Parshas Noach relates the awful destruction the world suffered when the entire world was flooded as a consequence for the immoral behavior practiced by earth’s inhabitants. Almost no one was spared from this calamity. In preparation for this, God instructed Noah to build the ark in which he and his family would live, together with all the animals who would survive as well.
This was not a small project. Noah spent many years building the ark and had certainly well anticipated the flood. Nevertheless, our Sages (see Rashi 7:7) derive from the verses that Noah did not firmly believe that the flood would really come, and it was only when the water rose to threatening levels that he actually entered the ark. It wasn’t until the last minute that he entered the ark which he worked so hard and so long to construct.
How do we reconcile these two opposing acts? How can it be that Noah exerted himself to build this ark, only for the purpose of saving himself from the flood, while simultaneously lacking in his belief that the flood would actually occur?
The Birchas Peretz resolves this contradiction with a principle in human nature. There is a vast distance between the head and the heart. We can have intellectual awareness of something, but at the same time be very far from truly absorbing the reality of the information in our minds. While Noah may have understood on an intellectual level that there would be a flood, the reality of this fact did not take root in his consciousness, until he actually saw it happening.
The Birchas Peretz cites a story in the Talmud (Brachos 28b) which demonstrates this concept. When Rabbi Yochanan ben Zakai was on his deathbed, his students requested that he bless them. Rabbi Yochanan ben Zakai said, “May it be the will [of God] that the fear of Heaven should be upon you as the fear [one has] of [a being of] flesh and blood.” His students were surprised at this blessing and said, “Is that it?” Meaning to say, isn’t it proper that the fear one ought to have of God should be much greater than the fear one has of people?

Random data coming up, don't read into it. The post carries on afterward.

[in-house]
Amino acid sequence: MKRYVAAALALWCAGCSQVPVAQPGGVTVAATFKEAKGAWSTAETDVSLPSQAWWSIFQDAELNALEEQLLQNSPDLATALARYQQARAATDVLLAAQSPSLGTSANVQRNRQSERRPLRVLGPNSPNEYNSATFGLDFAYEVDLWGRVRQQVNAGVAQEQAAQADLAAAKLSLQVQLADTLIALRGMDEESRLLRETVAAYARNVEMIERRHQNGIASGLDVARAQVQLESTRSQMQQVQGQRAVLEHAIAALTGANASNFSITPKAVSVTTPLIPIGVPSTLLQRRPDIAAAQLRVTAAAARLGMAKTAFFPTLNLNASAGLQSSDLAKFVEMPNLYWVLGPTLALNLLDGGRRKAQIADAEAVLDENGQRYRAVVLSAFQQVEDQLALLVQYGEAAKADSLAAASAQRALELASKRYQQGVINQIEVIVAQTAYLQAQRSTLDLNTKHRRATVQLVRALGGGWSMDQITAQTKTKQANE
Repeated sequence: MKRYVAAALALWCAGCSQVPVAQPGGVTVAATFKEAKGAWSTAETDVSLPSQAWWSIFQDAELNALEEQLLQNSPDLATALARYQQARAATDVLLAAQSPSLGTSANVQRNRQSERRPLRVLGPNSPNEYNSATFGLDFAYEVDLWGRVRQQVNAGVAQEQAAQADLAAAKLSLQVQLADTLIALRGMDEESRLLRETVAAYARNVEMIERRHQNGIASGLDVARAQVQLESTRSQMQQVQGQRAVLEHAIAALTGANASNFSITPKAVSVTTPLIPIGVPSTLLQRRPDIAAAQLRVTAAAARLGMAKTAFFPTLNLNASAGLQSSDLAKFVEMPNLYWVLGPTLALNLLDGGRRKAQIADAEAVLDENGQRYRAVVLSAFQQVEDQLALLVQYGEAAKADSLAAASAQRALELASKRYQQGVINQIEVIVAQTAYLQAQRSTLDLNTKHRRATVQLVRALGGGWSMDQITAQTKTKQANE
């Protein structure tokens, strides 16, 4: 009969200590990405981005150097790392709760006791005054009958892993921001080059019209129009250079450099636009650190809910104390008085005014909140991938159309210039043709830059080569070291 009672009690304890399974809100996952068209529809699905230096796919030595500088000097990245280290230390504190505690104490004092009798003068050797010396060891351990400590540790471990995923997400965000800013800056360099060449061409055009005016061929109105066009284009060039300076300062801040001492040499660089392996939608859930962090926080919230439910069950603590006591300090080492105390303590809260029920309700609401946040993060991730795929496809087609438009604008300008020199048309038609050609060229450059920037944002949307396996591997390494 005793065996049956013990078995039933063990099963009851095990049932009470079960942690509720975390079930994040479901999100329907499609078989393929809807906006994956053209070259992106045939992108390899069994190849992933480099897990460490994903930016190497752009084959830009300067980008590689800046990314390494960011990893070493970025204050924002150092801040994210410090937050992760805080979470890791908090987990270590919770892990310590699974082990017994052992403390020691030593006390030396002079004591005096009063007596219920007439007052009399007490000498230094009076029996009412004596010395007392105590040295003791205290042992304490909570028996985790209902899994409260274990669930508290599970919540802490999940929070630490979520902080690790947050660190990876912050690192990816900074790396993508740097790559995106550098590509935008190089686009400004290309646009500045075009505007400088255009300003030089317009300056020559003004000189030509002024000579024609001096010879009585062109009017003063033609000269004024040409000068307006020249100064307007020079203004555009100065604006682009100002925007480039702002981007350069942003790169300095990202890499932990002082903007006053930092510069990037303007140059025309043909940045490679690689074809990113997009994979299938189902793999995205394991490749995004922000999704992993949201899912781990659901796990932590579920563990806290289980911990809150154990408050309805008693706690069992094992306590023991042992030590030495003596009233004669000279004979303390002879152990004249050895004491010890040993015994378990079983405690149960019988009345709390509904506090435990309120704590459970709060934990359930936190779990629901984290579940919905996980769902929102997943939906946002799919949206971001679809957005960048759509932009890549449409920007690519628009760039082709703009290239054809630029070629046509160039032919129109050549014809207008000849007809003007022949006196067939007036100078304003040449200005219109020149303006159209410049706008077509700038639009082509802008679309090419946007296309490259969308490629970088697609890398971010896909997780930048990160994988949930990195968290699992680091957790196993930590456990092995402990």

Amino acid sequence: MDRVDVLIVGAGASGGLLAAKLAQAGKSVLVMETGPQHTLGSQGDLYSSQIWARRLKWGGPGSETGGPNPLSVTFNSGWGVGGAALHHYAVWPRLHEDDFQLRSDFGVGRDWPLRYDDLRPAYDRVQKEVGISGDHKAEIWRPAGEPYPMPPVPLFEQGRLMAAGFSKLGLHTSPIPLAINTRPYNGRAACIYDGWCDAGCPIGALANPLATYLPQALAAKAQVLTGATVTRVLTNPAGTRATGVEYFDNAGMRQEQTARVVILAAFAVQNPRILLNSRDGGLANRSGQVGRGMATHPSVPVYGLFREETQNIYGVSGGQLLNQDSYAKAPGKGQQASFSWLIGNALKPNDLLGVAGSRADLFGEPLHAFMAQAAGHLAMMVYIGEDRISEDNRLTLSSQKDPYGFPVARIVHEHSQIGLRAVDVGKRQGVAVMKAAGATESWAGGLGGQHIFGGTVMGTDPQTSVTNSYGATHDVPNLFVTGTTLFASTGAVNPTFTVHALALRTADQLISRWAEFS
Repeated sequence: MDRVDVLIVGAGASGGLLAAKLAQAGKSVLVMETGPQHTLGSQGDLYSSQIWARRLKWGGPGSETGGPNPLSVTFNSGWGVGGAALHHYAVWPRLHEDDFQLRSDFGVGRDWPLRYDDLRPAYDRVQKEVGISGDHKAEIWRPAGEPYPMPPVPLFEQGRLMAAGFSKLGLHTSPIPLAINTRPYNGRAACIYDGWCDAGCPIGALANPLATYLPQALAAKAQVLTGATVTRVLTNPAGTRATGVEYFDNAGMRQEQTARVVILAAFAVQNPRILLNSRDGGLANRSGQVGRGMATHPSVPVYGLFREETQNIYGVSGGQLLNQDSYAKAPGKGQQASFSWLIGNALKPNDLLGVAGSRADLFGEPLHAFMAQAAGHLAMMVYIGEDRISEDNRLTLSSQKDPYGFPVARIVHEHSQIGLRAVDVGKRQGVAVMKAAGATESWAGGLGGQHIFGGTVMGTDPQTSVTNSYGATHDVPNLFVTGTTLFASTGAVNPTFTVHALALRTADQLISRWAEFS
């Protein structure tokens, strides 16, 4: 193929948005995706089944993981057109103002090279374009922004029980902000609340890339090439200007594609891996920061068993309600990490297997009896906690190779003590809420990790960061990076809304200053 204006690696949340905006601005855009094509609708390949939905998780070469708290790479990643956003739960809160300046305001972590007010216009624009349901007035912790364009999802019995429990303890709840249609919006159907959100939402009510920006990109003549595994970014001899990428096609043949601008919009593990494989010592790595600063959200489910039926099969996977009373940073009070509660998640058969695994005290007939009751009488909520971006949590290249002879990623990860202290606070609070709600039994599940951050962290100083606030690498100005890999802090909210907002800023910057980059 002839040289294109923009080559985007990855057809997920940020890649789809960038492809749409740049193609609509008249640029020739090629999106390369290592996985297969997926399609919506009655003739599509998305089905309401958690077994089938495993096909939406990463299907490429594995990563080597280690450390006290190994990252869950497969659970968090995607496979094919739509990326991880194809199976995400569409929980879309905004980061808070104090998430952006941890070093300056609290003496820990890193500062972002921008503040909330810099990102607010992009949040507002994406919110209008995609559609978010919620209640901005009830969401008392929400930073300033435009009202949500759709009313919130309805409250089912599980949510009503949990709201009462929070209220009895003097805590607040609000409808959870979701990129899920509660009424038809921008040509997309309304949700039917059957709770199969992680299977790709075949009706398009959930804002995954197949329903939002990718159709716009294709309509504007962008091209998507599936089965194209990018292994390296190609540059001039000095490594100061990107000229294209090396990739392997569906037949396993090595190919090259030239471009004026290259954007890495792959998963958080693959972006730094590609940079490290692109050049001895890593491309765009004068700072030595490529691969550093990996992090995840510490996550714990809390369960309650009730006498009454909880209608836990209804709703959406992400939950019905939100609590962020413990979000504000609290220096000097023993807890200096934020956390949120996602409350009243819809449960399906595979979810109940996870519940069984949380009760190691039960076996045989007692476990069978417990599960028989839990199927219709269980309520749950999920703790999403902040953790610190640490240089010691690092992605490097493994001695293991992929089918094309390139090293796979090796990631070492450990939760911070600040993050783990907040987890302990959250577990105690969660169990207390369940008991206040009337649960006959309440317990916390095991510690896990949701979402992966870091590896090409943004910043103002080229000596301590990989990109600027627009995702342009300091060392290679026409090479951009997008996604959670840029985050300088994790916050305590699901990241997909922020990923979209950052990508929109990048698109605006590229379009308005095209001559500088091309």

Rabbi Yochan ben Zakai responded, “If only it would come true! I will prove it to you: when a person commits a sin, he says to himself, ‘As long as no one sees me.’”
Certainly, the students were correct that there is much more reason to be afraid of God than of people. However, Rabbi Yochanan ben Zakai’s point was that practically speaking, the fear of humans is much more real to us. While one may understand intellectually that there is much more reason to fear God than people, the fear of people exists much stronger on an emotional level. This is why, when doing something wrong, a person naturally is more afraid of being caught by people, even though he knows that God is watching him the whole time.
Although a person understands that God will hold a person accountable for his misdeeds, he doesn’t feel this reality so strongly until he works on making it a reality in his heart. Therefore, if one were to achieve the same level of actual fear of God as one fears other people, he will have accomplished a great deal. Taking our knowledge of God and making it into a reality in our hearts on the same level as one feels the reality of man is a tremendous accomplishment.
This is a phenomenon we all experience and can attest to. It’s not enough to read Torah wisdom or listen to a lecture. While the first step in growing in our service of God is to learn and understand Torah concepts intellectually, doing so alone is very far from changing us. In order to achieve greatness in life, we need to take the time to contemplate the concepts of the Torah and work on turning them into a reality in our hearts. Without doing so, one can be like Noah, who hears a direct warning from God about a looming catastrophe, spends a lot of time and effort securing a means for safety, yet still acts as if there might not really be anything to fear. The distance between intellectual knowledge in our heads and feeling its reality in our hearts is very vast.
Success in life depends on the extent to which we turn the concepts of the Torah into reality in our minds. The only way to accomplish this is by consciously thinking about them. When we contemplate the existence of God and His greatness, the reality of the World to Come, the fact that one will suffer for transgressing the laws of the Torah, etcetera, we begin to make these concepts part of our lives. By turning the spiritual concepts of the Torah into reality in our minds, we will begin to ascend a ladder of true greatness in life!
Parshas Noach by Rabbi Yitzchok Aryeh Strimber